In the end, your website is there to convince your visitors to do something. For example, to subscribe to something, order a product, request a quotation, to donate or to contact you. Put this action in your menu, because that is the way you want to lead your visitors. You’ll find good example, here below:
Tip #5: Make your menu visually attractive
When you sell various products on your website and you have a target group that is visually oriented, it can be very effective to include images of these products in your menu. Do you offer a service? Then icons are often very suitable. An example of Sony:
Bonus tip: Use WordPress to simply change your main navigation
Did you know you can easily change your main menu in WordPress? Check out our special WordPress Menu Manual!
There is usually lots of room for improvement in a main navigation. Do you have any good tips or ideas for this? We’d love to hear from you! Let us know in a comment below.
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10 WordPress plugins to increase your conversion rate
In this article, we’ll talk about WordPress plugins that can substantially improve the conversion rate of your website. Please note: it’s no use installing ALL plugins. Consider which WordPress plugins actually lead to the kind of conversion you want. In case you need help with this, then read our tips on how to determine your online strategy.
We’ve divided the WordPress plugins into four common calls to action (some plugins appear in more than one category):
Ninja Popups is still one of our favorite plugins when it comes to collecting e-mail addresses on your website. The plugin is flexible, you can choose from many different pop-ups and you can choose the exact moment to show the pop-up (for example when the visitor is on your website for more than 30 seconds, when he’s scrolling, or rather right when opening the page). Also, you can send the new e-mail subscriptions directly to your favorite e-mail marketing software (like MailChimp or CreateSend). Make sure the pop-up is not full screen, because Google doesn’t like pushy pop-ups.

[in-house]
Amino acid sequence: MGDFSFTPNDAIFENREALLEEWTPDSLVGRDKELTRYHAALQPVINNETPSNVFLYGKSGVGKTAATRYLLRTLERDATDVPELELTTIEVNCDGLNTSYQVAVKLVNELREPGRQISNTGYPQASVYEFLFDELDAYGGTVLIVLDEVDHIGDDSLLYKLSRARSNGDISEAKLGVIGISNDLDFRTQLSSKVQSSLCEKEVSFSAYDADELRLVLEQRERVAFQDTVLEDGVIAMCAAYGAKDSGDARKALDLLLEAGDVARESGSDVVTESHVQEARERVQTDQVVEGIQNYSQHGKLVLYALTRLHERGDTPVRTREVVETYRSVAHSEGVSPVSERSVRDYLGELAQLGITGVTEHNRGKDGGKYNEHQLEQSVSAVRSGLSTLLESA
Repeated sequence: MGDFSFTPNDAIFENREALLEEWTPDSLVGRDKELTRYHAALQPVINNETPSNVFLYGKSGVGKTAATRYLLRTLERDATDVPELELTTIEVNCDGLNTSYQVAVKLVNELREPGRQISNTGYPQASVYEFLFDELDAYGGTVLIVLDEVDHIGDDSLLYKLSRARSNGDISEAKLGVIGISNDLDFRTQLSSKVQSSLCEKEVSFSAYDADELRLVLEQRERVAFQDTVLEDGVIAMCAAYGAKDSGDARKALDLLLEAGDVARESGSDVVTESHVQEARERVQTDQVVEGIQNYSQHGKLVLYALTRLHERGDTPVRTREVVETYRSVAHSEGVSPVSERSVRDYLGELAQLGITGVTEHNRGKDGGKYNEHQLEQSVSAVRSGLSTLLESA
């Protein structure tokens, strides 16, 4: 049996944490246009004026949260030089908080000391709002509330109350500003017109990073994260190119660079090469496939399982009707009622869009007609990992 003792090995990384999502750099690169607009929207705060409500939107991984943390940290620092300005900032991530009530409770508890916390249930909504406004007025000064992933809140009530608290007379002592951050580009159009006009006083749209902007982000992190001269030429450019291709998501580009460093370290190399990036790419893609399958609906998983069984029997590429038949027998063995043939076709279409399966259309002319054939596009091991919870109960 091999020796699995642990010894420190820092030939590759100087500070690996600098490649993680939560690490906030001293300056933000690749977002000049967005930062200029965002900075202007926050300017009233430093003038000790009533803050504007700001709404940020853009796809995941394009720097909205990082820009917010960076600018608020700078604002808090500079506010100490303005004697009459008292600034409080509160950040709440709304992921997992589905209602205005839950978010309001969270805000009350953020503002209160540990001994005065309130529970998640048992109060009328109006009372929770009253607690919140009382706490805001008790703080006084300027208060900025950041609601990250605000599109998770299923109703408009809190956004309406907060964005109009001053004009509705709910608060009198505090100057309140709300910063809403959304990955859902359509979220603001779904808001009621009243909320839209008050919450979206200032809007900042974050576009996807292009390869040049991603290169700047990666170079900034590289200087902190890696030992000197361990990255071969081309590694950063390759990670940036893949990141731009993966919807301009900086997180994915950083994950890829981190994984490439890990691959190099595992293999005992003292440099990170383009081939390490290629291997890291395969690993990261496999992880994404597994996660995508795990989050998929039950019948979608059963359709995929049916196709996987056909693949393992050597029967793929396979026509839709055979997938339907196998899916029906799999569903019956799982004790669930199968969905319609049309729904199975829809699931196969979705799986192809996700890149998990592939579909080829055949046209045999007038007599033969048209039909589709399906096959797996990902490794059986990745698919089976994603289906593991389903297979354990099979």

Elegant Themes gives you one year access to a lot of plugins and themes for $ 89 per year, among which there’s Bloom Email Optin. You can choose from many beautifully designed pop-ups, opt-in bars and banners to let visitors subscribe to the newsletter. The nice thing about Bloom Email Optin is that you can also place the call to action as a widget in the sidebar or footer. This is something Ninja Popups does not offer. Bloom Email Optin is in comparison a rather pricy alternative, but worthwhile, if you also want to make use of the beautiful themes and the Divi content builder that Elegant Themes offers.
With ConvertPlug, you can choose from many different pop-ups for very little money. Subscriptions to your newsletter can be linked directly to your favorite e-mail marketing software, and there are flexible options to set up the pop-ups. The design of some of these pop-ups is in detail not always that great, but if you have some knowledge of CSS, then ConvertPlug is a good and cheap solution.
Thrive Leads is our most favorite plugin, because it is the most extensive one, and offers all the features of the above-mentioned plugins. You can make all kinds of pop-ups, but also do A/B testing, create Content locks (content is made available after you’ve given your e-mail address), Multiple Choice forms, etc. A big advantage of this plugin is that you get free updates for life after one single purchase. When you are a WpUpgraders customer, you can try out this plugin for free for a year.
WordPress plugins for forms
Sometimes catching someone’s e-mail address is not enough; for example, when the purpose of your website is to collect warm leads that want to be called back. In that case, you want at least a name and phone number, and a contact form with a flexible configuration is what you’re looking for. We’ve listed the best forms plugins for WordPress for you.
Gravity Forms is still our favorite forms plugin for WordPress. The plugin has been around for years, it has a good reputation and is very well maintained. This is important, because collecting customer data requires a well-secured plugin. Granted; when it comes to design, there are other forms plugins for WordPress that look much more modern, but if your theme includes support for Gravity Forms – or if you’re pretty good with CSS – then this is still the plugin you want. Gravity Forms saves the subscriptions for you in WordPress, but you can also have them forwarded to e-mail addresses, external CRMs or marketing software.
Formidable Pro is somewhat more complicated than Gravity Forms, but it also allows you to make simple applications. You can make forms entries publicly searchable, which allows you to, for example, create a review system on your website. In case you will be needing this kind of system on your website in the future, then Formidable Pro is a nice two-birds-with-one-stone plugin that’s worth buying.